We looked at the different social platforms at the time. Facebook seemed like a bad scene. Twitter seemed fun. Remember, back in like 2009 or 2010. People bouncing off each other, jokes, just a lot of handshakes and high fives. It seemed like If we got it right, that’s where we would want to be. If we could do something where someone goes “hey i solved a weird thing”, they could broadcast that and we would get some of the Animal Crossing and Demon’s Souls flavor of that kind of interaction.
The actual integration wasn’t that hard. The API was an always moving target, but the thing we were asking it to do wasn’t all that difficult. Then there was a little miscalculation in there because we had that onboard, but late in development, I just got this worry. I was seeing playtesting that people wouldn’t notice that this cool feature existed. I think it was me that lobbied to make it a little bit more foregrounded, and make it seem a little bit more part of the intended experience, which is not a bad move, but then the blowback from that was that Sworcery had a really strong launch out of the gate. Great. People really wanted to use that Twitter feature. Great. But then they would fire off Tweets about everything, and so the first couple of days, it was like a slightly obnoxious takeover of Twitter, and some people were a little bit put out.
That wasn’t the intent, and it worked out well for Sworcery, but it was also not the intent to step on people’s toes. The good thing is once we passed that first day or day and a half or something, it settled into a nice pattern. It was having the desired effect. People were sharing fun little goofy things. Some of them might include clues and some of them are just for fun. It was kind of part of the golden times of Twitter. Back in the day, I guess that was March 2011.
Dan Berry (to Craig): Explain the Megatome.
CA: Because we were going into this direction of integrating Twitter and because Sworcery had whatever the Superbrothers-y approach where it’s aware of the context that it’s in. It kind of brings some of the meta textual elements into the fiction. That’s where the Megatome came from, which I think was just a word that we needed because it sounded like something really cool that you would be intrigued by, and then Clive Holden who was the voice of the Archetype was like, “If you’re calling it the megatome, at some point it has to detonate.” He was right. At the end of the story, you detonate the Megatome, and the megatome is basically like a magical Twitter book where you can read everybody else’s thoughts. The twitter integration was brought into the fiction in that way. It’s funny that the task of the Scythian is to take the representation of Twitter that grants you this amazing ability to read thoughts and to destroy it. And then all the years since then, it seems like that’s probably the right move overall. We probably should not be able to read each other’s thoughts to quite this level. It might have adverse effects.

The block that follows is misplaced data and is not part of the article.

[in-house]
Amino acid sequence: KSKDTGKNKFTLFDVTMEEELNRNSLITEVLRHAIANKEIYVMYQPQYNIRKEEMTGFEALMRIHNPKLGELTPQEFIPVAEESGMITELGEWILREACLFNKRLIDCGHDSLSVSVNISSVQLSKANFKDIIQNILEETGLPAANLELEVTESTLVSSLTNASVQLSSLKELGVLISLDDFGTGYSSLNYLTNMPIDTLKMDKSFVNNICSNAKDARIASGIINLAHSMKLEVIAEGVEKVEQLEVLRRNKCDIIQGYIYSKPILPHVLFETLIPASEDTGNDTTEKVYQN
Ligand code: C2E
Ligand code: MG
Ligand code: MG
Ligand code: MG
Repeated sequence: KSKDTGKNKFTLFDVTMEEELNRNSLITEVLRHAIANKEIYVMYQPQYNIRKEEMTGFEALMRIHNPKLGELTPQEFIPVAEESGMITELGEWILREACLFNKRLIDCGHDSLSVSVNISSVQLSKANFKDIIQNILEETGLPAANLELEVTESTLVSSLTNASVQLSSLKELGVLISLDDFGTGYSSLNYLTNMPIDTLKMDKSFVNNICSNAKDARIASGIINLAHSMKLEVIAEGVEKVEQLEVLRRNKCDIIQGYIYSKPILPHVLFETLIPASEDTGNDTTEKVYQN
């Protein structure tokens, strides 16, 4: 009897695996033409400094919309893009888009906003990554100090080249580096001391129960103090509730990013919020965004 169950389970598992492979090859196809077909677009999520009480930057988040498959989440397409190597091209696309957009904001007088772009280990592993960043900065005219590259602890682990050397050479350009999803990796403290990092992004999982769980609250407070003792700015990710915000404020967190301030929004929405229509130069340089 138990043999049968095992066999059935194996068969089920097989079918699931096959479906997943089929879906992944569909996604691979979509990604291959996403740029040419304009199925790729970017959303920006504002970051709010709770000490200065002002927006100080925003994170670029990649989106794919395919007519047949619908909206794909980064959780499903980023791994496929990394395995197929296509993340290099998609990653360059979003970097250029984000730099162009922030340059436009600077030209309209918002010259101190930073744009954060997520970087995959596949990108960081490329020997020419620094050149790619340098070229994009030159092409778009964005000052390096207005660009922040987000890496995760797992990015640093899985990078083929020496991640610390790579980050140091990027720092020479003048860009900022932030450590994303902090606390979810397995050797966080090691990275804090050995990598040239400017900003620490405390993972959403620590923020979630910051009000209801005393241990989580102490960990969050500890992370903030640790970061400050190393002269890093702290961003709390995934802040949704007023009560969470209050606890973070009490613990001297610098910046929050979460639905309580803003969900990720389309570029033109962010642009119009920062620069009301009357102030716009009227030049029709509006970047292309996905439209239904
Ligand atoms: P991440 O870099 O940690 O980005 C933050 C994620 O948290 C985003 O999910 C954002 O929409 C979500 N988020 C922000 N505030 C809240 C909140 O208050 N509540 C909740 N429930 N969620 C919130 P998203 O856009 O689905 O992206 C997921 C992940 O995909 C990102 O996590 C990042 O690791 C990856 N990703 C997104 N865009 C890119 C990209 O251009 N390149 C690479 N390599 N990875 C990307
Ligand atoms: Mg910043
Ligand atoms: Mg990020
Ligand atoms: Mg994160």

TA: The Sworcery soundtrack is legendary. Not only is it one of my favorite albums of all time, but it was a huge part of what made the game special. How was it working with Jim Guthrie on Sworcery?
CA: It is great to hear that you like it. I think it is also good. I agree. Working with Jim was a treat. Jim and I got back a bunch of years before Sworcery. I guess I crossed paths with him in 2005. I sent him some pixels when I was doing the freelance illustration thing, and he sent me this burned CD of all these goofy compositions he had been making using a PS1 game called MTV Music Generator (Editor’s Note: Jim uploaded a recent track on YouTube here https://www.youtube.com/watch?v=7cZjRWg3rlo) and I love Jim’s music. My wife and I listened to all his albums back in the day a lot, and so hearing this was wild. He had some of that in his second album, Morning Noon Night, and I loved it there. But this was like a whole world of those sounds. It was very inspiring to me and I took my pixels and made a music video around one of them. Jim and I were in Toronto and we crossed paths and I told him all about the cool things that were going on in video games at the time like Electroplankton and whatever else.